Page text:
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Bi-lingual/cultural acquisition, International and cross-cultural experiences, Narrative inquiry, Translanguaging, Young Chinese visiting students







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Creative Commons Attribution 4.0 International License
This work is licensed under a Creative Commons Attribution 4.0 International License.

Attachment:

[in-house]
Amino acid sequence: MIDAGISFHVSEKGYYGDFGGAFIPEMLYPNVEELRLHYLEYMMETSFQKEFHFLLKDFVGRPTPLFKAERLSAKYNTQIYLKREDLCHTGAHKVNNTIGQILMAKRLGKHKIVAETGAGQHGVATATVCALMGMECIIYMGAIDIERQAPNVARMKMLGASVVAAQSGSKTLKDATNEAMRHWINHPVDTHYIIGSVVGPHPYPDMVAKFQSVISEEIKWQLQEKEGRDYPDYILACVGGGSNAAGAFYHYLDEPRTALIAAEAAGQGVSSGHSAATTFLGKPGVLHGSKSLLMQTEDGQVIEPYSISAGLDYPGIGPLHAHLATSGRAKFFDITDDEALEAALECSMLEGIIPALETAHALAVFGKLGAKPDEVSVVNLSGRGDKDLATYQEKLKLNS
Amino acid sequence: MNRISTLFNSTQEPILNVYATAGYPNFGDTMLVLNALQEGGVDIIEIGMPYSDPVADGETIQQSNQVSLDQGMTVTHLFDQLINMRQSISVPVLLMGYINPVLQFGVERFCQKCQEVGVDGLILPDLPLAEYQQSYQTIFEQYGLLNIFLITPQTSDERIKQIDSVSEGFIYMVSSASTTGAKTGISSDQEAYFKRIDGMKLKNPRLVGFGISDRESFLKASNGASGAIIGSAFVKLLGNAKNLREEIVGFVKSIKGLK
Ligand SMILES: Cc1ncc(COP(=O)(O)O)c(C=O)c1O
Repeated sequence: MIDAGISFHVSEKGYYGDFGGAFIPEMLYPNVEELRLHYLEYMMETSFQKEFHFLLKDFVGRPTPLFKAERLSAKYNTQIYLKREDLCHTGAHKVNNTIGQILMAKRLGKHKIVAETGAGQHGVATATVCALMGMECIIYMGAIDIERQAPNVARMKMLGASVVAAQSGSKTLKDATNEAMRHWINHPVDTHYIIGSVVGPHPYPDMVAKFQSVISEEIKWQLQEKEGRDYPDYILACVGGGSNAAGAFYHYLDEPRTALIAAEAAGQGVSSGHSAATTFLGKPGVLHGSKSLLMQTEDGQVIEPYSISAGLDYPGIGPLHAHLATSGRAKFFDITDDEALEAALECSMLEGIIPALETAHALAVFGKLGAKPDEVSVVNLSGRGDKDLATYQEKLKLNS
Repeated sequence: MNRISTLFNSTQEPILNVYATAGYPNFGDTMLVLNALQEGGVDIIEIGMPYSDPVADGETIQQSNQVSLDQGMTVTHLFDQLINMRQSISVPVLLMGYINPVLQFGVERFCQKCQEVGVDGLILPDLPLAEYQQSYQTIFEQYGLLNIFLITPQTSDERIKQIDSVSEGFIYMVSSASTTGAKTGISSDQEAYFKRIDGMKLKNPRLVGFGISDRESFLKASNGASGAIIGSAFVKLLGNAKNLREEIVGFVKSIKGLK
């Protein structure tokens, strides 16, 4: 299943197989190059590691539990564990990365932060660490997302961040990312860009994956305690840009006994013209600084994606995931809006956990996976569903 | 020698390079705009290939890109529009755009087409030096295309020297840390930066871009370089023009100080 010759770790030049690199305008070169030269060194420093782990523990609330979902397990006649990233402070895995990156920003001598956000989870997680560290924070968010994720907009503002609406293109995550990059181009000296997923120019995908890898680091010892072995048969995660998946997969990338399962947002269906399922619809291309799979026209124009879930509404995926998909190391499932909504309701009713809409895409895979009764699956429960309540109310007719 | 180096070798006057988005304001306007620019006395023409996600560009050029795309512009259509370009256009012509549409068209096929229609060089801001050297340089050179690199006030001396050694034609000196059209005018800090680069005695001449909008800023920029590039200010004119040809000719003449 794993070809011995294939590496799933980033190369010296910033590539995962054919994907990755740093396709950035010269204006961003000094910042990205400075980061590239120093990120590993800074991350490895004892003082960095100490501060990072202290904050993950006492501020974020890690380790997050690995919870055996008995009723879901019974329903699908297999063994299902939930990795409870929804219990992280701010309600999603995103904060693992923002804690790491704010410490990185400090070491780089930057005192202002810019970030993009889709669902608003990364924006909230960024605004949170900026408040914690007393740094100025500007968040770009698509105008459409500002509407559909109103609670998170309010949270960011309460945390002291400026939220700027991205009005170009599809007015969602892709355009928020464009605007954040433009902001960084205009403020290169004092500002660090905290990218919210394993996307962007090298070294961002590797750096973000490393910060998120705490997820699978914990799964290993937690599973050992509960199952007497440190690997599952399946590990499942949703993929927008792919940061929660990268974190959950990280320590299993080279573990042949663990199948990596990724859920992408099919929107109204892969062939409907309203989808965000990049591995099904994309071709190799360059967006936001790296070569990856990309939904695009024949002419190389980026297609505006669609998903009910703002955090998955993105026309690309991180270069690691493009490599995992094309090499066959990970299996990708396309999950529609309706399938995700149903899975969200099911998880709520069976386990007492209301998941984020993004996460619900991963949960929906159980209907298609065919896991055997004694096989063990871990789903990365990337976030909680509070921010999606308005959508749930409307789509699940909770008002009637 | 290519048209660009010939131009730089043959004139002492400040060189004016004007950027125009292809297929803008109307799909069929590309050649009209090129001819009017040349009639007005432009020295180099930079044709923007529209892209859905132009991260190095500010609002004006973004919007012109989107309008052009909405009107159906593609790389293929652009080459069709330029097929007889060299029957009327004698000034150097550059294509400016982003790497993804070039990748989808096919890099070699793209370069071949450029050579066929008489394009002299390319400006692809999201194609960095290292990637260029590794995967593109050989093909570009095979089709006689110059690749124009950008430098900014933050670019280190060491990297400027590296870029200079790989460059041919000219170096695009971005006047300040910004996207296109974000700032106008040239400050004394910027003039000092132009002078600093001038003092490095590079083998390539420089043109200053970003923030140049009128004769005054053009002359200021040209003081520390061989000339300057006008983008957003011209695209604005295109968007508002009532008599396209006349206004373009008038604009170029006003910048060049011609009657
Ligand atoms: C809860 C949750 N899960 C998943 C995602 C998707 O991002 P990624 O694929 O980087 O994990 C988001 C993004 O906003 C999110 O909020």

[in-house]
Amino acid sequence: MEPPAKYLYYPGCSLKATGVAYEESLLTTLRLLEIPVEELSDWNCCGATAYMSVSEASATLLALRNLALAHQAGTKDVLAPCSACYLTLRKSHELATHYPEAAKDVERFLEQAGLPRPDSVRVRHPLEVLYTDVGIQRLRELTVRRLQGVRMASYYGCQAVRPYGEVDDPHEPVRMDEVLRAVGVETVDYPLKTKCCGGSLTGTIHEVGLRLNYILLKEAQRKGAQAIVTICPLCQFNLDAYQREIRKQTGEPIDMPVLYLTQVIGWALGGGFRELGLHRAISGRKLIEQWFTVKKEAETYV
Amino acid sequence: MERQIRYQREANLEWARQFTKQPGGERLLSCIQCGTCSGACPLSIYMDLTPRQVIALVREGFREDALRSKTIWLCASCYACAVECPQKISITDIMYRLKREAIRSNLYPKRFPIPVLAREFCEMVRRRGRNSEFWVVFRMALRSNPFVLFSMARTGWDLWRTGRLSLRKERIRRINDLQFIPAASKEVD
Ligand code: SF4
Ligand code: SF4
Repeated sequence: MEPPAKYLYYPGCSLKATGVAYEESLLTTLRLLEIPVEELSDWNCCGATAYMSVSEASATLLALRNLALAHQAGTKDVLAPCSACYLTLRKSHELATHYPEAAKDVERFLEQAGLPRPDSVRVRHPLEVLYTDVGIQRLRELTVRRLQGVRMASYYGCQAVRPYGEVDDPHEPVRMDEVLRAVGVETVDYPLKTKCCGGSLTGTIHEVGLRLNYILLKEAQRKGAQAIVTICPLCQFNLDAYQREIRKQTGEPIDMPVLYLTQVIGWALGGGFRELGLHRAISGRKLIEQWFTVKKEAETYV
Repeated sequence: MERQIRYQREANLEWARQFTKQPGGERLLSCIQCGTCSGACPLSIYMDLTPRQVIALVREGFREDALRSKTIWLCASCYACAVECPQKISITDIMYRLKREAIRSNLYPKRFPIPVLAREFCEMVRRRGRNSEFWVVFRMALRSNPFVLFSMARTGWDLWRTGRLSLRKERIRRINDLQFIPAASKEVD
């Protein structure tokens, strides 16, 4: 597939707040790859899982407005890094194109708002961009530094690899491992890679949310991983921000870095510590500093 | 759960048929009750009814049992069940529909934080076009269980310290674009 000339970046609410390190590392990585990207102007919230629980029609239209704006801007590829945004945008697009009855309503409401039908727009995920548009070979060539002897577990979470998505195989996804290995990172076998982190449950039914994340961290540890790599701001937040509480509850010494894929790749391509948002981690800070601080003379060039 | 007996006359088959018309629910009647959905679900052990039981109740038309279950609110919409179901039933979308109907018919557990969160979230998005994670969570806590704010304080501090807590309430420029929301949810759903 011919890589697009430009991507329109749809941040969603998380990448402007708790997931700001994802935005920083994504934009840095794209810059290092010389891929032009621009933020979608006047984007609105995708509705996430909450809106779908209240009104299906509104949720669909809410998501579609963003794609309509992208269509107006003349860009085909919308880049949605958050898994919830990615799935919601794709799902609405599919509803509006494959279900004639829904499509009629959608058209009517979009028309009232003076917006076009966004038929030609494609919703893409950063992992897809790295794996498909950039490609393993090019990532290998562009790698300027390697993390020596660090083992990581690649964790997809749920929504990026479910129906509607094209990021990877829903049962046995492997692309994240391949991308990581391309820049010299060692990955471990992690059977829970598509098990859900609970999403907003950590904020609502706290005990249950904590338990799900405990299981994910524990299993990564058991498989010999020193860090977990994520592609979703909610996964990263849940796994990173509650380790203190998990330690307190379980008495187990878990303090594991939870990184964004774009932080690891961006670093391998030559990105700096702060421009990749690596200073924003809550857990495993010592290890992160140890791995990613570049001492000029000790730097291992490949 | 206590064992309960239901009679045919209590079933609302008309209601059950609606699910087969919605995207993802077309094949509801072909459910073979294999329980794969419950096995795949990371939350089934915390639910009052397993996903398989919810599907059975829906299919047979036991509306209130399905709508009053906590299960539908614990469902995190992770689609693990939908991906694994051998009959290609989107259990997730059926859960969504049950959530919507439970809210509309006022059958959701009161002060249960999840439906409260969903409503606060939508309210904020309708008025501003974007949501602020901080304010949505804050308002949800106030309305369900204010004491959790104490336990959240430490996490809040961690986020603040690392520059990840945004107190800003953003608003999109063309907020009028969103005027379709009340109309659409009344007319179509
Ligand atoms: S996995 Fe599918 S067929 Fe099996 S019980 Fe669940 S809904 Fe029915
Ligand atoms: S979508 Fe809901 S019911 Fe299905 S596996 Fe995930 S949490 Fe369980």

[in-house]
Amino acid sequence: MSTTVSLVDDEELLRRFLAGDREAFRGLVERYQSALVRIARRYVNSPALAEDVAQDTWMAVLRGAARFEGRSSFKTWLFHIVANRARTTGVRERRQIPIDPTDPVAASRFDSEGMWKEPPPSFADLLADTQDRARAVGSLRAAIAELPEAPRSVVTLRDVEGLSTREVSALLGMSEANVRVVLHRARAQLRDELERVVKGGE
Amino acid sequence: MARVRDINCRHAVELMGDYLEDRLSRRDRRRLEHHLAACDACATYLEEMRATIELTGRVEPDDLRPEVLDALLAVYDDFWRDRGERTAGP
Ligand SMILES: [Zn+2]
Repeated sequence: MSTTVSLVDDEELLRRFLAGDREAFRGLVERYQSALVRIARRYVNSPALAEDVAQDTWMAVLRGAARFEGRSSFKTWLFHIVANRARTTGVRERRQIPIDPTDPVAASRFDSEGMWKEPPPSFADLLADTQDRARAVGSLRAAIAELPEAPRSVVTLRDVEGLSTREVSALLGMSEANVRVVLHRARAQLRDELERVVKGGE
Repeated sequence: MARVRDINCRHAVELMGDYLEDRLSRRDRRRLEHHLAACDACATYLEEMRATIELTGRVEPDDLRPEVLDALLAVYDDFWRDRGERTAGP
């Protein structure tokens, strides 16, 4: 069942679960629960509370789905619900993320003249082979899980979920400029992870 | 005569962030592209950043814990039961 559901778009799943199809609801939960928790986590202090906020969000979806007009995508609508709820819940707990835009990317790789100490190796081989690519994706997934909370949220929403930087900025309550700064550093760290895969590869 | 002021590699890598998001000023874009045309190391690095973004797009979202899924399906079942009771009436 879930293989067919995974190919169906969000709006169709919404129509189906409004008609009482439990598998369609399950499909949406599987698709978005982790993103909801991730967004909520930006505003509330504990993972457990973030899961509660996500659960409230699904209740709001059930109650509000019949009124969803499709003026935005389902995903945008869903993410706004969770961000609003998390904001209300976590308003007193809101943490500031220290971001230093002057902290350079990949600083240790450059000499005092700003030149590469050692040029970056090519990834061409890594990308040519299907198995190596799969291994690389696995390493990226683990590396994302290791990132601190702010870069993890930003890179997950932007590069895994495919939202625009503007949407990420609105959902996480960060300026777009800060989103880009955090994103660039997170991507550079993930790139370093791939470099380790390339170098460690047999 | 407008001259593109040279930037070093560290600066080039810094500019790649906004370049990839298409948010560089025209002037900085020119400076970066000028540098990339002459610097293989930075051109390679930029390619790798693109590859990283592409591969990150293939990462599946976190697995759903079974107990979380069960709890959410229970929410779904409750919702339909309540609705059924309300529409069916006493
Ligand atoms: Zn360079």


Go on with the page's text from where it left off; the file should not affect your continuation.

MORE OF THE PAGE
Situated within Dr. Shijing Xu and Dr. Michael Connelly’s Project entitled “Reciprocal Learning in Teacher Education and School Education between Canada and China” (Xu, 2019; Xu & Connelly, 2017), this study makes a narrative inquiry into five K-5 young Chinese visiting students’ translanguaging and bi-lingual/cultural acquisition in the international and cross-cultural experiences between Canada and China. Three research questions are addressed in this thesis: 1) What are young Chinese visiting students’ translanguaging practices in their international and cross-cultural experiences? Do they change over time? If so, how? 2) What is young Chinese visiting students’ bi-lingual/cultural acquisition in their international and cross-cultural experiences? and 3) How do the young Chinese visiting students make sense of their international and cross-cultural experiences through language and culture? To understand the lives of five young Chinese visiting students in the Canadian schools, homes, and local communities, the researcher also recruited other three Chinese visiting scholars’ children (Grades JK-5) and three Canadian adults as research informants. Field texts were collected via participant observation, semi-structured interviews, field notes, casual conversations, students’ artifacts of classroom work, drawings, and diaries. Clandinin and Connelly’s (2000a) three-dimensional narrative inquiry space framework was used to analyze the fieldwork within social, cultural, and historical contexts. Research texts show that translanguaging played an important role during and after the young Chinese visiting students’ visit to Canada, including facilitating the understanding of English texts and conversations, expressing themselves in flexible forms, and making sense of their lived experiences. Besides, the Chinese students were not passive recipients of knowledge during the visit but contributed to Canadian classrooms and communities with creative translanguaging that was contrary to monolingual practice. After they visited Canada and returned home to China, they continued to actively explore translanguaging spaces and reflected on the education systems, societies, cultures, and languages of the two countries. Implications for school administrators, parents, teachers, curriculum makers, and policymakers are presented. These include possible ways to effectively support young learners in Canada, young visiting students’ transition to the motherland after a short-term visit and to open more possibilities for language education in China and Canada.

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